Updated April 15, 11:04 a.m.

A Windsor police officer who pepper sprayed an Army medic during a traffic stop was allowed to remain on the job for more than four months -- until a video of the incident became public.

Army Second Lt. Caron Nazario, who is Black and Latino, filed a $1 million lawsuit against Windsor police Officers Joe Gutierrez and Daniel Crocker, arguing they violated his constitutional rights during the Dec. 5 traffic stop.

Windsor police chief Rodney Riddle said the department began its own internal investigation immediately after the incident and took unspecified disciplinary action against Gutierrez. But he was not fired until after video footage of the incident went viral over the weekend.   

“As things continued to unfold, we got to a point Sunday where I lost faith in his ability to continue to serve the community to the standards that we expect,” Riddle said at a press conference Wednesday. 

He suggested that social media and press coverage around the incident made it impossible for Gutierrez to effectively serve the community. Reporters pressed Riddle on whether he made this decision based on the officer’s conduct or based on the national outrage sparked by the video.

“As a result of all those things, I’ve lost my confidence in him to be able to effectively engage this community,” the chief said. 

He acknowledged the officers missed opportunities to verbally deescalate the situation. He said Gutierrez did transition from holding his gun to his Taser to pepper spray, but he pointed to comments where the officer told Nazario he was “fixin’ to ride the lighting,” and that he “should be” afraid to exit the car.

“Those comments don’t serve any purpose. They don’t serve a purpose to deescalate that situation. They don’t serve to build trust,” Riddle said.    

Wednesday’s press conference was the first time Windsor’s police chief has spoken publicly since video of the traffic stop, first reported by The Virginian-Pilot, went viral.         

Windsor officials were initially vague about the timeline of Gutierrez’s firing.                              

As outrage mounted over the weekend, the town released a statement that mentioned the internal investigation and the initial disciplinary action, adding that “since that time,” Gutierrez was fired.   

Activists expressed outrage after learning of the delay in this officer’s termination.     

“Make no mistake: The only reason he’s been fired now is because he and his department got caught. It shouldn’t have taken a viral video,” the ACLU of Virginia said. 

Riddle also confirmed Wednesday that the FBI is working with the Virginia State Police to investigate the incident. The Attorney General has requested documents for a possible probe of unconstitutional police practices in Windsor, which Riddle said would amount to nothing.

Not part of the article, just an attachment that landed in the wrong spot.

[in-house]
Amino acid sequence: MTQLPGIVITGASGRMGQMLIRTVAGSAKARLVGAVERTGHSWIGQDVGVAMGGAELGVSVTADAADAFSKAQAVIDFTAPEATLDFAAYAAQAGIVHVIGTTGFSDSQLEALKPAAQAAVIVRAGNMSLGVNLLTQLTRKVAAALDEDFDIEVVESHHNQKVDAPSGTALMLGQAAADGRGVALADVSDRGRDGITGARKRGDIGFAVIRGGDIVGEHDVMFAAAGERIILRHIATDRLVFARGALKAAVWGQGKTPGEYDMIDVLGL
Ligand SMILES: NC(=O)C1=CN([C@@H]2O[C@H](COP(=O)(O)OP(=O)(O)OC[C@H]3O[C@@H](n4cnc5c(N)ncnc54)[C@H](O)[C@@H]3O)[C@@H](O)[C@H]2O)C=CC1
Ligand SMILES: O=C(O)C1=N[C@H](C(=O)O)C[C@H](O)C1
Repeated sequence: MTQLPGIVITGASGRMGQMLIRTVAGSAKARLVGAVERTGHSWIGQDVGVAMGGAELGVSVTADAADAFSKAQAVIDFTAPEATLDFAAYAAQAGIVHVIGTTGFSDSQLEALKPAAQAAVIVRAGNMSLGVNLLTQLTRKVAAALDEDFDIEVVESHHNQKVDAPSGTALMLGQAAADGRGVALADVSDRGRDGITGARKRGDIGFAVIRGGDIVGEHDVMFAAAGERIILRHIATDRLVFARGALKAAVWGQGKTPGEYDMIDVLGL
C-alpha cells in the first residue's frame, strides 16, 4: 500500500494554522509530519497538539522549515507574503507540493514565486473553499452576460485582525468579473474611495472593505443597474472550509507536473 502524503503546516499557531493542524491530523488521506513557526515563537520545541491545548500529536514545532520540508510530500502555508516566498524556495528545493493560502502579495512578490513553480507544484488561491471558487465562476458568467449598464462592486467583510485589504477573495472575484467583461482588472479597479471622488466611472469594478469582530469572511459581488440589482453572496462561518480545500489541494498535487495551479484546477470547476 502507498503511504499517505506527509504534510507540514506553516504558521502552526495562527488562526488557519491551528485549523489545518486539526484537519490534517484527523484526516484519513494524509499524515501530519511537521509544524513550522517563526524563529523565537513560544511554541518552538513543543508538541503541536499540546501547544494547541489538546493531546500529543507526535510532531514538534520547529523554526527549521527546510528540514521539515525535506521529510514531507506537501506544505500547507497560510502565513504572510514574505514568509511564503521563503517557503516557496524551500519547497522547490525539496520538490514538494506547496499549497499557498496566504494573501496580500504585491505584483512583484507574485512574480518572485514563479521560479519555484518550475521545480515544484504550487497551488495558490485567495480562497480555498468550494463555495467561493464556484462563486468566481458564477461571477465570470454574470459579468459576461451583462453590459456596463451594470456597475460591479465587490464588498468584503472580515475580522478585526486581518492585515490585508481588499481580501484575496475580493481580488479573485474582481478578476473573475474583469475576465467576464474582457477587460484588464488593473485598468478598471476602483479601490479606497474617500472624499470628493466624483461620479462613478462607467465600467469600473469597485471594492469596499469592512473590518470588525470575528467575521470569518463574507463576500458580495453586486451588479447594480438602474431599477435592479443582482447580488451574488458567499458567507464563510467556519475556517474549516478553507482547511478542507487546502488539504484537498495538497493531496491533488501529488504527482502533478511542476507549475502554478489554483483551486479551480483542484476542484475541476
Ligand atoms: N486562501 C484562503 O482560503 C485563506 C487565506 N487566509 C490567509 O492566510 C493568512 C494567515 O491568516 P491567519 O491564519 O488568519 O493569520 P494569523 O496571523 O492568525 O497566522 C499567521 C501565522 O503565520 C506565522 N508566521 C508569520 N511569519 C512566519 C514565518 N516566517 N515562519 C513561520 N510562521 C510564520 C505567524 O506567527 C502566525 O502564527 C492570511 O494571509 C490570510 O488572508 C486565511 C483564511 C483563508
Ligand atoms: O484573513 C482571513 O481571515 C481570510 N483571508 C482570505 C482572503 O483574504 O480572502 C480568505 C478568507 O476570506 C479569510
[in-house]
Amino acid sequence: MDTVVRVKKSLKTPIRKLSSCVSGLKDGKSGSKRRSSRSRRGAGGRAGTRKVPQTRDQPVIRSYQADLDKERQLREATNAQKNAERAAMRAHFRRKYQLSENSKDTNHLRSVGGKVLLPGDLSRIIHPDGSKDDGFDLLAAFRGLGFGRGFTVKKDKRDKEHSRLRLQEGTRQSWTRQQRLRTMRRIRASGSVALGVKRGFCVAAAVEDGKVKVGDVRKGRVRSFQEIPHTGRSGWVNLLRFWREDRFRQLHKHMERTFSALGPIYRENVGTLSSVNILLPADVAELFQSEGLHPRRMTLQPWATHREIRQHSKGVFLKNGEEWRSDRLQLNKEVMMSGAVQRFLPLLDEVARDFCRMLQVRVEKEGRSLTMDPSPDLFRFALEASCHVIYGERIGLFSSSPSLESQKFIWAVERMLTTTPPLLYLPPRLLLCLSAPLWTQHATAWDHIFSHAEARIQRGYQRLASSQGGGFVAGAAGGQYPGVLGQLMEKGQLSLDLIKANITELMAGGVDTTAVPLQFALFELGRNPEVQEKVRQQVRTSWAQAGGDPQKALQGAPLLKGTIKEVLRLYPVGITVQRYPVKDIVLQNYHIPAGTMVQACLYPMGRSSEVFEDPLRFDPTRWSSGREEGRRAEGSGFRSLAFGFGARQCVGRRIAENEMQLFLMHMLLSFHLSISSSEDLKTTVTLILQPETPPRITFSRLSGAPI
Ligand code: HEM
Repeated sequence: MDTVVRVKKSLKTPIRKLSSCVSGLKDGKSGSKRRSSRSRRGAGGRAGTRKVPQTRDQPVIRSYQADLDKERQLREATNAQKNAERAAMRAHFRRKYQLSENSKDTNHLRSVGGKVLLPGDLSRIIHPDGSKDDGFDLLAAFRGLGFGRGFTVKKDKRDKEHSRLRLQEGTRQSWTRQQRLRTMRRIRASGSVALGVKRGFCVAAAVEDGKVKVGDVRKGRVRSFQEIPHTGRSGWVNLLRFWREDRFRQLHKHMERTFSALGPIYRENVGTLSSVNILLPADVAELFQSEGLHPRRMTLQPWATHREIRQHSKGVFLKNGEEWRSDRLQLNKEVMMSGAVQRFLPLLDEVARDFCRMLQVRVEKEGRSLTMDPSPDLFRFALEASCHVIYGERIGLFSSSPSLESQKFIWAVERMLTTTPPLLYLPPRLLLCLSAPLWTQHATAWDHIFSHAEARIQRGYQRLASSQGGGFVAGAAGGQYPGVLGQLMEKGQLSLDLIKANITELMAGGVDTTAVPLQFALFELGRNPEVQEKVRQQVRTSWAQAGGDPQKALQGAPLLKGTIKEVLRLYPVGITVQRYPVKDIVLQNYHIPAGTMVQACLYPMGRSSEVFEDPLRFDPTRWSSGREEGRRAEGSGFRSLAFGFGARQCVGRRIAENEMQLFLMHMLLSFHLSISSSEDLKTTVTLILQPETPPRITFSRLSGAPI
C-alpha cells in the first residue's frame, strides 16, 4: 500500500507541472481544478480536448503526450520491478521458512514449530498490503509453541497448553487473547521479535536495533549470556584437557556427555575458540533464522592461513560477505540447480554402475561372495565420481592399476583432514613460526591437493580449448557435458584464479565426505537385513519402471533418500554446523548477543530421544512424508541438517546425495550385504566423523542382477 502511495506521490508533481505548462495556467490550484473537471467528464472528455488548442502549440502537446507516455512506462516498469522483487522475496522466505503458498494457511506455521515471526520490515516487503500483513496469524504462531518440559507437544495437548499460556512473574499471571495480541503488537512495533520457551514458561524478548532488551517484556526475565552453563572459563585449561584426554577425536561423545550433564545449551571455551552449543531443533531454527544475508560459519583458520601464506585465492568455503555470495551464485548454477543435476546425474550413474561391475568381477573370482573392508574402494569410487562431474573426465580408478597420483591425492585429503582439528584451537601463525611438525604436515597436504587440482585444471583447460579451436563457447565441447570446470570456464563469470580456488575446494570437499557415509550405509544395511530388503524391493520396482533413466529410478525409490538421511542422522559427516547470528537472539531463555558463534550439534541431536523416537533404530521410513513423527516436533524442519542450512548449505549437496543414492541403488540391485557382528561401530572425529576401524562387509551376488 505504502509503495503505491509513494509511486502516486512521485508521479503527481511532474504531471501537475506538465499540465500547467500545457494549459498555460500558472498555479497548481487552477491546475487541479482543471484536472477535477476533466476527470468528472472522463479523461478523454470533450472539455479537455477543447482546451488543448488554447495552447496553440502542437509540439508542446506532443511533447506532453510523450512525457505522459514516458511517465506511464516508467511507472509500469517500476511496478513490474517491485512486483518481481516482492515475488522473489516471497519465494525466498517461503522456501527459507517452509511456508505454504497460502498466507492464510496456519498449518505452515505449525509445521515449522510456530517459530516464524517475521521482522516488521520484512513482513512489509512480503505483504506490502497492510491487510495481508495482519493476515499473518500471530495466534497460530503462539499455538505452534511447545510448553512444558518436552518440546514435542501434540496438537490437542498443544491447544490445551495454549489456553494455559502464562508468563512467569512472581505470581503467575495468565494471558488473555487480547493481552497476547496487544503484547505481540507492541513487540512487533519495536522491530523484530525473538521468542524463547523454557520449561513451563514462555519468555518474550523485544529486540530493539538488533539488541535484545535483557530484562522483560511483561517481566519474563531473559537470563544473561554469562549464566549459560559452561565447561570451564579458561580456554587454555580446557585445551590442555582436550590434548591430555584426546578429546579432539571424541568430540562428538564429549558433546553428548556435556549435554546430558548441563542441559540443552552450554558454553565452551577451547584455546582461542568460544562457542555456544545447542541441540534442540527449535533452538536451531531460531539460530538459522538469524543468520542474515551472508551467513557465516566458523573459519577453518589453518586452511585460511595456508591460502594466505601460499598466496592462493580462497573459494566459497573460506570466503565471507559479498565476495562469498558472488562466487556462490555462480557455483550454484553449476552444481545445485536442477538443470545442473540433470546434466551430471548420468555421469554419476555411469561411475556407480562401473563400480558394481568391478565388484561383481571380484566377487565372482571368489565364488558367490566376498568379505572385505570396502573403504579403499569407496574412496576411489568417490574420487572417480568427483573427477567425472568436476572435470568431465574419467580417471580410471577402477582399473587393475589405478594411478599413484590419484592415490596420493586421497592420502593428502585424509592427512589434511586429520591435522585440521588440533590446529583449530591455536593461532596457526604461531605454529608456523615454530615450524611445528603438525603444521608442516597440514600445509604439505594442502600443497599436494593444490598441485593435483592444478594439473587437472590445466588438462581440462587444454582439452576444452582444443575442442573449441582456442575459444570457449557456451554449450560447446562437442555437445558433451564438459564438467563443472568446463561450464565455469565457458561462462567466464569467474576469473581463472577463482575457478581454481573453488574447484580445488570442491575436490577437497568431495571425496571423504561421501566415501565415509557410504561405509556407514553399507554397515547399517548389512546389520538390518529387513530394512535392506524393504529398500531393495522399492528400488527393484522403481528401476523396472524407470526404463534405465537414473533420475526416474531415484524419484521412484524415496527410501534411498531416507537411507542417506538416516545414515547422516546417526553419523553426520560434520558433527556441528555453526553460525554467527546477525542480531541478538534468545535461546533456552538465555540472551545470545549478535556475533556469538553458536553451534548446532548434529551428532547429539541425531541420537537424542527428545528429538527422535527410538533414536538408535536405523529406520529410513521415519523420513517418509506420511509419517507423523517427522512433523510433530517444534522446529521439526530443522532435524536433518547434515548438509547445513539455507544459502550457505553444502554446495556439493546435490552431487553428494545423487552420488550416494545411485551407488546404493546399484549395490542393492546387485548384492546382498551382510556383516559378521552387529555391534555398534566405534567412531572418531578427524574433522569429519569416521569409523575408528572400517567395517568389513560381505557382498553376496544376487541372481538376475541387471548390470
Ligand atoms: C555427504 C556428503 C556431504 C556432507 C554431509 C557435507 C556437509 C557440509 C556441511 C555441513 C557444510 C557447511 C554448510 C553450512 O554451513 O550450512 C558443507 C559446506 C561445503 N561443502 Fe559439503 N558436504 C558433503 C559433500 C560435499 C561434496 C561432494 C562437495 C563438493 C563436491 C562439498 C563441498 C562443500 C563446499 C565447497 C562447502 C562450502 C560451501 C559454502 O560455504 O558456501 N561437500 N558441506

The chief criticized some elements of the officer’s behavior during the traffic stop, but when asked if Nazario was owed an apology, the chief said: “I don’t believe so.” 

He said Nazario passed other well lit areas before stopping and suggested he could have put his hand out the window to indicate he was preparing to stop.         

“I’m glad that he’s okay. At the end of the day, I’m glad nobody got hurt, that situation ended the best way it could’ve. I wish he had complied a lot earlier.”         

Nazario’s lawyer, Jonathan Arthur, slammed the chief’s comments in a statement released shortly after the press conference, stating they “demonstrate the systemic policing issues that generate civil rights violations across the country.”

He also rebutted the notion that “nobody got hurt,” and said Riddle was engaging in victim blaming.    

“OC spray hurts. Being threatened with ‘riding the lighting’ hurts. Being told you should be afraid to follow police commands hurts,” Arthur said.

The Isle of Wight chapter of the NAACP said their members were “appalled” by the chief’s press conference and called for his resignation.          

Nazario, a 27-year-old Army medic, was driving through Windsor, a small town of about 2,700 on Dec. 5 when a police cruiser activated its lights and sirens behind him.       

According to a police report, officers believed Nazario did not have a rear license plate. Nazario’s lawsuit states the car was brand new and had a temporary plate taped inside the back window (it is visible in body camera footage). 

The video shows Gutierrez and Crocker approaching Nazario with their guns drawn and shouting alternately for him to put his hands outside the window and exit the car.

Nazario asks repeatedly for the officers to explain why they stopped him. When he tells officers he is “honestly afraid to get out,” the officer responds: “Yeah, you should be!”  

Police pepper spray Nazario and handcuff him on the ground. 

Nazario’s lawsuit further alleges the police of falsified elements of the traffic stop in their report. For example, the police reports say Nazario “assaulted” Officer Crocker by “striking” his arm as he tried to open the car door. The lawsuit says this is false based on video footage.